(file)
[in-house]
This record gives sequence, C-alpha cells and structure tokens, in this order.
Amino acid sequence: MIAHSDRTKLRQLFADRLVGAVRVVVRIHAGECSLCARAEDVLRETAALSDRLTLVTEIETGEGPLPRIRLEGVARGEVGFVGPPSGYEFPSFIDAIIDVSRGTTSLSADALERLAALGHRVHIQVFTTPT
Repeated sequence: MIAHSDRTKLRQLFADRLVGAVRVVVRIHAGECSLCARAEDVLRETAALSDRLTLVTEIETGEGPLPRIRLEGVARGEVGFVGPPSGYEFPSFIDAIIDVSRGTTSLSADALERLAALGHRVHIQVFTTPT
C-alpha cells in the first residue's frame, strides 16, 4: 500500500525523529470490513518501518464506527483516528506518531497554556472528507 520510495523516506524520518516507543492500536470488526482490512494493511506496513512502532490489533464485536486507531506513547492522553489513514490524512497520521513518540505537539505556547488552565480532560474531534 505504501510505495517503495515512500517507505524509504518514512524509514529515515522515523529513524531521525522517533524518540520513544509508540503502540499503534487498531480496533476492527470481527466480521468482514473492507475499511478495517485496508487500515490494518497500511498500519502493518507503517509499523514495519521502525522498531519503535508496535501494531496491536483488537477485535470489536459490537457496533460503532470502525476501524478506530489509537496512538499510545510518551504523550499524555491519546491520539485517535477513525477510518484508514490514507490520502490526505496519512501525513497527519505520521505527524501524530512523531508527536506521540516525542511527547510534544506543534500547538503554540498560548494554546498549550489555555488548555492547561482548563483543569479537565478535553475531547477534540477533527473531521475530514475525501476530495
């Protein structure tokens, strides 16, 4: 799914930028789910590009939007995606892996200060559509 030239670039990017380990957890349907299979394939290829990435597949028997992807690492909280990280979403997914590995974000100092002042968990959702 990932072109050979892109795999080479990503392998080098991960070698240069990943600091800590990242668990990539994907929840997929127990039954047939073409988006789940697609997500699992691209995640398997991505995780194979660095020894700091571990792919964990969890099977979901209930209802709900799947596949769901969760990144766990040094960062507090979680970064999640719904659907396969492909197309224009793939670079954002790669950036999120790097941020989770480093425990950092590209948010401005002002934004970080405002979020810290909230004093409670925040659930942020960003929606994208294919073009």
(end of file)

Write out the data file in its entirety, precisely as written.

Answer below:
[in-house]
This record gives sequence, C-alpha cells and structure tokens, in this order.
Amino acid sequence: MIAHSDRTKLRQLFADRLVGAVRVVVRIHAGECSLCARAEDVLRETAALSDRLTLVTEIETGEGPLPRIRLEGVARGEVGFVGPPSGYEFPSFIDAIIDVSRGTTSLSADALERLAALGHRVHIQVFTTPT
Repeated sequence: MIAHSDRTKLRQLFADRLVGAVRVVVRIHAGECSLCARAEDVLRETAALSDRLTLVTEIETGEGPLPRIRLEGVARGEVGFVGPPSGYEFPSFIDAIIDVSRGTTSLSADALERLAALGHRVHIQVFTTPT
C-alpha cells in the first residue's frame, strides 16, 4: 500500500525523529470490513518501518464506527483516528506518531497554556472528507 520510495523516506524520518516507543492500536470488526482490512494493511506496513512502532490489533464485536486507531506513547492522553489513514490524512497520521513518540505537539505556547488552565480532560474531534 505504501510505495517503495515512500517507505524509504518514512524509514529515515522515523529513524531521525522517533524518540520513544509508540503502540499503534487498531480496533476492527470481527466480521468482514473492507475499511478495517485496508487500515490494518497500511498500519502493518507503517509499523514495519521502525522498531519503535508496535501494531496491536483488537477485535470489536459490537457496533460503532470502525476501524478506530489509537496512538499510545510518551504523550499524555491519546491520539485517535477513525477510518484508514490514507490520502490526505496519512501525513497527519505520521505527524501524530512523531508527536506521540516525542511527547510534544506543534500547538503554540498560548494554546498549550489555555488548555492547561482548563483543569479537565478535553475531547477534540477533527473531521475530514475525501476530495
């Protein structure tokens, strides 16, 4: 799914930028789910590009939007995606892996200060559509 030239670039990017380990957890349907299979394939290829990435597949028997992807690492909280990280979403997914590995974000100092002042968990959702 990932072109050979892109795999080479990503392998080098991960070698240069990943600091800590990242668990990539994907929840997929127990039954047939073409988006789940697609997500699992691209995640398997991505995780194979660095020894700091571990792919964990969890099977979901209930209802709900799947596949769901969760990144766990040094960062507090979680970064999640719904659907396969492909197309224009793939670079954002790669950036999120790097941020989770480093425990950092590209948010401005002002934004970080405002979020810290909230004093409670925040659930942020960003929606994208294919073009």